Helping your team feel safe in times of crisis

Note: The present article is an overview of how managers can alleviate increased anxiety in times of crisis and is based on current news on the COVID-19. Employers should apply all necessary policies as published by official bodies.

During the past month, news on the spread of COVID-19 have influenced how people react to what was one considered everyday life. Apart from the COVID-19 epidemic, there is a spread in feelings of uncertainty and anxiety experienced by both managers and their employees. Employers are not only bound by their legal obligation in the workplace. Addressing uncertainty to your team in the face of an epidemic is a great challenge that needs to be met. Here are a few suggestions on how to communicate issues of uncertainty to your team in times of crisis:

Acknowledge your employees’ worries

In January the CDC announced that the virus is thought to spread mainly from person-to-person and specifically between people who are in close contact with another or through respiratory droplets. The best way to help a person calm down is to address in a direct manner how they feel or what they think on the topic. Encourage your employees to express their concerns on how they feel about participating in group meetings or going on to a business trip.

Communication

In addition to the COVID-19 spread, there is also a spread in misinformation. In times of crisis, there is a risk in overreaction, and this is why managers need to be adequately informed by official sources on the best course of action. Make sure to communicate to your team any news on current policies, legal obligations and steps you are willing to employ so as to balance corporate and individual needs. Regular and proactive communication exhibits interest and builds a corporate morale of open – communication.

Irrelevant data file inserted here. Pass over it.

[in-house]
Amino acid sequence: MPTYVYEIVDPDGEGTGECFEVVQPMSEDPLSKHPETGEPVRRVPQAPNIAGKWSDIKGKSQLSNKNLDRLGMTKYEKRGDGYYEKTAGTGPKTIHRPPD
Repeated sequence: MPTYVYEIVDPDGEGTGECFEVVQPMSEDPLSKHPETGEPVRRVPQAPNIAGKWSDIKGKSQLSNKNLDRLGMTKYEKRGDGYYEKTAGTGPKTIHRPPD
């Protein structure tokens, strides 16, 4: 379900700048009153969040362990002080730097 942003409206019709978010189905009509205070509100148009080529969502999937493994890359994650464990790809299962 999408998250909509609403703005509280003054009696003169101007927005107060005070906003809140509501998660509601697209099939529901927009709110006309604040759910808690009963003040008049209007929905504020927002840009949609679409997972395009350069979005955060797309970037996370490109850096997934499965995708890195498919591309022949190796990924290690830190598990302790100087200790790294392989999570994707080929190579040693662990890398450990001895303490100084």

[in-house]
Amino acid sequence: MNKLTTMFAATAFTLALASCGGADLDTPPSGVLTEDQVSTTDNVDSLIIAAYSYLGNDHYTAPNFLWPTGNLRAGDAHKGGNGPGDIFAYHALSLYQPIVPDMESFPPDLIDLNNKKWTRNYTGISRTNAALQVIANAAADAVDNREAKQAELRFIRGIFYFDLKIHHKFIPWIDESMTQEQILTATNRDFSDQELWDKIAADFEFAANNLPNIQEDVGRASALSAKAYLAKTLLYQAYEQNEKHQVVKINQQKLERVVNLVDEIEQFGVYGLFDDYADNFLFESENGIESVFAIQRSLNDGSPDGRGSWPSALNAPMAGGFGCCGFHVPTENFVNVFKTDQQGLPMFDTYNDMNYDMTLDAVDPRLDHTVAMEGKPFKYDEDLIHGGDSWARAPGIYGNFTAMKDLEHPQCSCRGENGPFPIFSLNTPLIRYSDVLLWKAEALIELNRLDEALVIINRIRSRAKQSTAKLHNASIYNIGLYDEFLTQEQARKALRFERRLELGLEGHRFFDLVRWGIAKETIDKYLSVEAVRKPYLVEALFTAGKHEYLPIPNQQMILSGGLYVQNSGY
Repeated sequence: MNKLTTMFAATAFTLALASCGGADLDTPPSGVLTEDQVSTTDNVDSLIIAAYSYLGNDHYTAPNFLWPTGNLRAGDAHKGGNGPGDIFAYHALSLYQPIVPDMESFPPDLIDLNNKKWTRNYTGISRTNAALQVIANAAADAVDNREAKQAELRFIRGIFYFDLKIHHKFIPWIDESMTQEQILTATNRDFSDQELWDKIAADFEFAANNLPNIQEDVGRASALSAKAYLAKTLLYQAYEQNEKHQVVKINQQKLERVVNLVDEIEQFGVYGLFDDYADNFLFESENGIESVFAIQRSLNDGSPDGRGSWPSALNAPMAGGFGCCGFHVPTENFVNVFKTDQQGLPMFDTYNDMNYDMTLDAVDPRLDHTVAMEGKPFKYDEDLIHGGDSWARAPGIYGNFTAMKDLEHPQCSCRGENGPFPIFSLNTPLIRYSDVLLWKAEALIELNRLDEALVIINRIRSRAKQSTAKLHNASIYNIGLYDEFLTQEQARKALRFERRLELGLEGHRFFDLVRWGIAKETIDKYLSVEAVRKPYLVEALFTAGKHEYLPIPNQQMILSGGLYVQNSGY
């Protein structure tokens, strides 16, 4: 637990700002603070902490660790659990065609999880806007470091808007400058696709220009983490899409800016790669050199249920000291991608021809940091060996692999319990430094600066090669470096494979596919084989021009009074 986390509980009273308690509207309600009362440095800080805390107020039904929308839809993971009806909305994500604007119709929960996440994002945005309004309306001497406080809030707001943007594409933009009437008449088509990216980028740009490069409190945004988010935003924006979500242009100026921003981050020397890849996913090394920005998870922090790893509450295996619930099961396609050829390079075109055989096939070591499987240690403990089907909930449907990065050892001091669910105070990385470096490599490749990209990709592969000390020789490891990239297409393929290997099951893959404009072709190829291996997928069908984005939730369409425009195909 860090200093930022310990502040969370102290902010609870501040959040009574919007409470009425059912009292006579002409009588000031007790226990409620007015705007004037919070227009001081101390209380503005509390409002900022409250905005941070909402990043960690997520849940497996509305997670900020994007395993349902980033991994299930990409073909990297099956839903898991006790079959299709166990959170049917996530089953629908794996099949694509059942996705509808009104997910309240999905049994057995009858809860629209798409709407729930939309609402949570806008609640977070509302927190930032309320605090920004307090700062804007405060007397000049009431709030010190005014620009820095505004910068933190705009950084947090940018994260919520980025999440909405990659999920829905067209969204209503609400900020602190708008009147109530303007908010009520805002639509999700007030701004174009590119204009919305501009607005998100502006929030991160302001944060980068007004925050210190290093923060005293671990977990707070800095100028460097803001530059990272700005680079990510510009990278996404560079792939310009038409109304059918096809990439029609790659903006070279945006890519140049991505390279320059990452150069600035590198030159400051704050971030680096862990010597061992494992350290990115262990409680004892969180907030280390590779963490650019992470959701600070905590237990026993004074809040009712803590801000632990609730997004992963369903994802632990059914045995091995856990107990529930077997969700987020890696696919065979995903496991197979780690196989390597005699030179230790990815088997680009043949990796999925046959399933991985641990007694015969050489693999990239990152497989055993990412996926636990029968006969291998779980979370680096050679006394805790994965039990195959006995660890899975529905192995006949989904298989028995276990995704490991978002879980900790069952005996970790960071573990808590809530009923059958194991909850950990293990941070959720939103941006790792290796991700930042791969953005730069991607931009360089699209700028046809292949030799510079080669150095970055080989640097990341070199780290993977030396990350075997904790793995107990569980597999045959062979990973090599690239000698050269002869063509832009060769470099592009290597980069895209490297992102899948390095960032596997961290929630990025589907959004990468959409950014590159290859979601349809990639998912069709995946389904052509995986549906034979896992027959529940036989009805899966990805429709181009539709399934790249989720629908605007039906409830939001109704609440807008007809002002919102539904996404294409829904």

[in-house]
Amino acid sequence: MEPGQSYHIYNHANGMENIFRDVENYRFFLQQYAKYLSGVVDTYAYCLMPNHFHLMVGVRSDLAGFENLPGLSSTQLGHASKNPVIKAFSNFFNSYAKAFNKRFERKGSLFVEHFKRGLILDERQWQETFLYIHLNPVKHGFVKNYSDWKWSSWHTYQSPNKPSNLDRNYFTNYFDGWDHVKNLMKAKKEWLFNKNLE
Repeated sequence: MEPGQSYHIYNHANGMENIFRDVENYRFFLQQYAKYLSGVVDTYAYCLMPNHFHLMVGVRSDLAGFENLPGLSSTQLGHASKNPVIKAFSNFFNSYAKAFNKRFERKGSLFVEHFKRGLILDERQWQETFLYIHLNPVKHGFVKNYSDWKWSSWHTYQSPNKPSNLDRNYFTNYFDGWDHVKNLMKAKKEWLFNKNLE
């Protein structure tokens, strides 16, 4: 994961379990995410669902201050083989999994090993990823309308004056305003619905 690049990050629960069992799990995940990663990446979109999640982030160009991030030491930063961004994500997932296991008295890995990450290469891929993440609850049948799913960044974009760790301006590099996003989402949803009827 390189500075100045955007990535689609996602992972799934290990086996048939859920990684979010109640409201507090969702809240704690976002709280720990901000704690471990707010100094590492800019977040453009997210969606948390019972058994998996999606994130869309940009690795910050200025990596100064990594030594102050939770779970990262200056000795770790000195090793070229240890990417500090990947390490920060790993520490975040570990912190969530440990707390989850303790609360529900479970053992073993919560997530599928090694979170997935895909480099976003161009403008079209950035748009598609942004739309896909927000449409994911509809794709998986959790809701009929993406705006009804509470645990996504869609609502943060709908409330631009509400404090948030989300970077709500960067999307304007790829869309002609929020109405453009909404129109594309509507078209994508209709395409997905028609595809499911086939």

Be specific

Inform your employees on measures regarding safety you are willing in order to balance worries and work tasks. Encourage your employees to seek medical advice immediately after they have experienced any type of symptoms and support their decision to work remotely for a specific time period, if needed. If your employees express their concern about a business travel, you may consider alternatives (postpone the trip, negotiate a different location). In addition to that, you may provide your employees with statistics, policies and any other information related to the specific location. On top of all, make sure that you react to your employees’ concerns with genuine interest, positive reassurance and measures to promote physical health.

Sophia Vassiliades, M.A. Clininal Psychologist/Counselor.